All that said, Spock's quote doesn't quite specify atomic torpedoes.   It proves atomic weapons were used, but not in what theater or what way.   That they're mentioned before the "primitive space vessels" could be taken to suggest that Spock wasn't specifying the armament of the vessels with respect to space combat at all.   Imagine a nuclear WW3 on Earth but with bombers and land-based ICBMs deleted, with submarine-launched short-range nuclear missiles as the only weapon, and now throw that concept into space.   That should give you the approximate flavor of what I'm suggesting, here.  In such a scenario, space-sub versus space-sub battles might still use comparatively mundane torpedoes, just as our nuclear-armed subs use 'boring' torpedoes today.

This is, then, similar in concept to certain notions of war after WW2.  Some thought conventional armies with conventional weaponry had been made obsolete thanks to the bomb, but this turned out to not be entirely true.

To be sure, neither side seeing the other largely precludes army-based or unit-on-unit surface action using small arms, and precludes the normal sort of warfare involving capture of enemy territory.   It does not preclude orbital bombardment of Earth and allied planets, however, and may not preclude the orbital bombardment of Romulan planetary targets . . . indeed, one could even posit intercontinental or similar-range weapons fired back and forth by troops on opposite sides of a planet provided that neither side had adequate space superiority to manage a deep-scan look-see at the opposite side.  

Drones and remotes for land warfare are also quite plausible, though give the comparative lack of it in the Dominion War it would necessitate careful construction of the argument, e.g. jamming.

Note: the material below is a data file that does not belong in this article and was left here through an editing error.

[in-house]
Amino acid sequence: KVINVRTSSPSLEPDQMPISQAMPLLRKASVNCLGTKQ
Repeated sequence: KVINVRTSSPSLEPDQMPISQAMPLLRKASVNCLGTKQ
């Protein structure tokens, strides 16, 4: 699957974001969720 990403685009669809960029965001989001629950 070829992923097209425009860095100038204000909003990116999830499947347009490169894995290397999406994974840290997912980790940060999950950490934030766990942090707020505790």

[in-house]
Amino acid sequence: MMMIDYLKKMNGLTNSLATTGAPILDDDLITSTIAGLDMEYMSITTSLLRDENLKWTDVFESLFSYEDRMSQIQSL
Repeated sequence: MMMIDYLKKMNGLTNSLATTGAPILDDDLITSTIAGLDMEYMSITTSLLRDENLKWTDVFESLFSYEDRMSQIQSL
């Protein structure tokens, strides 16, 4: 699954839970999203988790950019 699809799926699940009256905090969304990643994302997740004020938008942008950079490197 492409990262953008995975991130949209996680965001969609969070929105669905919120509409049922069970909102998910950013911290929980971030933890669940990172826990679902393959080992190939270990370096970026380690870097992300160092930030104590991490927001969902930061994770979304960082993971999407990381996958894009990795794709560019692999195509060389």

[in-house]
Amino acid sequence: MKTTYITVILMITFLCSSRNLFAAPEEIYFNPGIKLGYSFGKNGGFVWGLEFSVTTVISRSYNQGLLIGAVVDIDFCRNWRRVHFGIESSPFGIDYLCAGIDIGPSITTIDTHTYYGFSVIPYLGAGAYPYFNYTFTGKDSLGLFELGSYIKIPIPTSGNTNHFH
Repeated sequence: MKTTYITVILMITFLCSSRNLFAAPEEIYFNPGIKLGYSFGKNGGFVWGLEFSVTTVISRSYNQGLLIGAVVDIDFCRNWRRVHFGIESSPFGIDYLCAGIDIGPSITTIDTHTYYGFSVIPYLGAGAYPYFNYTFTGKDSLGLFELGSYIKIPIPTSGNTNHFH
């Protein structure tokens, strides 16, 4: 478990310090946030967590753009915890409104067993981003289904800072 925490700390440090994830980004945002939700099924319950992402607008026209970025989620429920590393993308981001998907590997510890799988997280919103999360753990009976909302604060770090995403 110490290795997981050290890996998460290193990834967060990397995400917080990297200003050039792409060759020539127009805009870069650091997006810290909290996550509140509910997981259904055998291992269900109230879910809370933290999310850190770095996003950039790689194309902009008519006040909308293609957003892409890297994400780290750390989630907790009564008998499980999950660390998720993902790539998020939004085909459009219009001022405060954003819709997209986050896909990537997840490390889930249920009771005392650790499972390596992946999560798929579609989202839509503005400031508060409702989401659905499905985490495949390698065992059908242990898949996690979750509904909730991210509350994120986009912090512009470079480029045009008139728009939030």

The Romulan War could thus have been a horrible total-war sort of conflict featuring whole colonies and perhaps the homeworlds of species, some we know or some we never heard of, spammed with atomic weapons launched from space or even worlds.  Certainly the Romulans were throwing nuclear warheads, presumably atomic weapons, around, and if used against inhabited worlds these could serve to deny planets to the enemy by preventing recolonization.   It is possible that the Earth alliance did the same, or else fought the war defensively almost in its entirety.   (Some have argued the Battle of Cheron is properly spelled the Battle of Charon, which shares the name of Pluto's moon, and in that context is associated with the war.  This could represent a final destruction of the Romulan fleet just as it was to attack Earth.)

Earth's Ascendance

Indeed, it is tempting to ponder at least minimal atomic hits on Tellar, Andor, and perhaps even Vulcan as a way to explain the relative absence of these species from the Federation and Starfleet in TOS and even TNG eras.  Earth, backwards but untouched, could Marshall Plan their way into Federation prominence, with Tellar and Andor leaning on Earth for support in the aftermath.  This works with or without Vulcan getting hit, which is dependent on whether the war was in part a Romulan blood feud with their Vulcan cousins or if they left Vulcan alone because of the relationship.  While Vulcan, advanced but increasingly insular, might not have been especially prominent thanks to their shift in philosophy, I tend to favor the idea of Vulcan taking some hits, as well, and of course I imagine all the worlds might've had impacts to at least outlying colonies.  This would also factor in to Earth's proverbial heroic narrative, since Earth was the most recent prior victim of an atomic horror and could help other worlds recover quickly.

No, technically it is not necessary for the homeworlds to be hit, at least not seriously, but it does make the war much more interesting and helps explain Earth's dominance.   Then again, it's called the "Earth-Romulan War", which seems unfair if like every world *but* Earth was hit.   It could simply be that Earth was at a great distance and her shipyards were never hit, compared to the allies.